To further test whether there are different responses of the zoonosis emergences among alien host groups, we fit an interaction between host order and alien species richness to investigate whether the effect of alien zoonotic host richness varied across taxonomic groups. Finally, to evaluate the potential contribution of alien zoonotic host introductions on historical zoonosis events for each administrative unit, we generated the fitted values along with 95% CIs of the number of zoonosis events in each administrative unit predicted by using the predictors in GAMMs, and subtracted the predicted values excluding zoonotic host introductions from those using all predictor variables.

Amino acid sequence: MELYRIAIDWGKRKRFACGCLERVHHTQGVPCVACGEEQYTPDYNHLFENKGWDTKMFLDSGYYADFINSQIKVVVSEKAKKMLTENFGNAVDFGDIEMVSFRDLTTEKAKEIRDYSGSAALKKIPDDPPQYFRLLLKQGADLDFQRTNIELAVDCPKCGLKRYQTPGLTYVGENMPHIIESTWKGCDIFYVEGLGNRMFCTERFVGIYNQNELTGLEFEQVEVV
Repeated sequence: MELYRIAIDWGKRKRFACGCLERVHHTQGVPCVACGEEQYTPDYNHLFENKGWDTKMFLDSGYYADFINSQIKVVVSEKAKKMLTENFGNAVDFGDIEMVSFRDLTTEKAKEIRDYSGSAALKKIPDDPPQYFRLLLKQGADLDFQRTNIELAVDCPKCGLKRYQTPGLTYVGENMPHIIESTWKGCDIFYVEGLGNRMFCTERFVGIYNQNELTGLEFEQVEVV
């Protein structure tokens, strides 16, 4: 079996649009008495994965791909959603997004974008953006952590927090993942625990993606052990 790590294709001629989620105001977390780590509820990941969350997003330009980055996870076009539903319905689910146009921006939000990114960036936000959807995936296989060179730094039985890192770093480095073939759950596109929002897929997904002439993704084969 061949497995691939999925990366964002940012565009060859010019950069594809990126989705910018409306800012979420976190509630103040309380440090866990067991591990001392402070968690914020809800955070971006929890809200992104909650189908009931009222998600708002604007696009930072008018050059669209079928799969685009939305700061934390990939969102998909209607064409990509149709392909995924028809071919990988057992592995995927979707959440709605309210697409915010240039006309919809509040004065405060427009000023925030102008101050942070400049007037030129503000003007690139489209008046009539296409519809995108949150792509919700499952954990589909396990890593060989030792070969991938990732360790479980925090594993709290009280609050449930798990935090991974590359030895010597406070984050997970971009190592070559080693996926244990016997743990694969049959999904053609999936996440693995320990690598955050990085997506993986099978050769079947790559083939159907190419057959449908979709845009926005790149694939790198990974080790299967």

The observed spatial correlation of zoonosis emergences with alien animal invasions might be problematic because there may be mismatch in the occurrence of alien animal invasions and zoonosis events in time. For instance, zoonosis events at a location might have occurred earlier than the alien animal invasions, which could not have caused the disease despite a strong spatial correlation. We therefore further explored the temporal relationship of alien zoonotic (and non-zoonotic) host introductions and zoonotic diseases over years. To achieve this, we collected the introduction time of each alien zoonotic and non-zoonotic host species in each country or region based on the alien avian introduction database and literatures from alien birds51,63, the Introduced Mammals of the World database52 for alien mammals, and the Global Invasive Species Database (GISD) for alien invertebrates. We obtained the number of new zoonosis events over time from the GIDEON database (Last access date, November 9, 2020), and calculated the number of zoonosis events in each year for different taxa. For each year, the number of new zoonosis events divided by the number of alien host introductions for each country or region was used to evaluate the magnitude of the relationship between alien zoonotic host introductions and the number of new zoonosis events. We then used two approaches to analyze their temporal relationships. Firstly, we conducted a generalized additive modeling analysis where we treated year as the replicate, and zoonotic and non-zoonotic alien introductions as the independent variables, and the number of zoonosis events as the dependent variable, to explore the general trend of alien animal host introductions and the number of zoonosis events along time. Additionally, we applied breakpoint regression analyses using the segmented package in R (Supplementary Notes). In these analyses, the identified the breakpoint reflects the year in which there was a rapid increase in the number of zoonotic or non-zoonotic host species or the number of zoonosis events. For these analyses, we fit the left-horizontal regression and two-slope regression that are widely used in ecological and biogeographical studies65, and applied an AIC-based approach to identify the optimal breakpoint year. We combined data across various host taxa for the temporal analyses because some orders had little data on the timing of alien species establishment.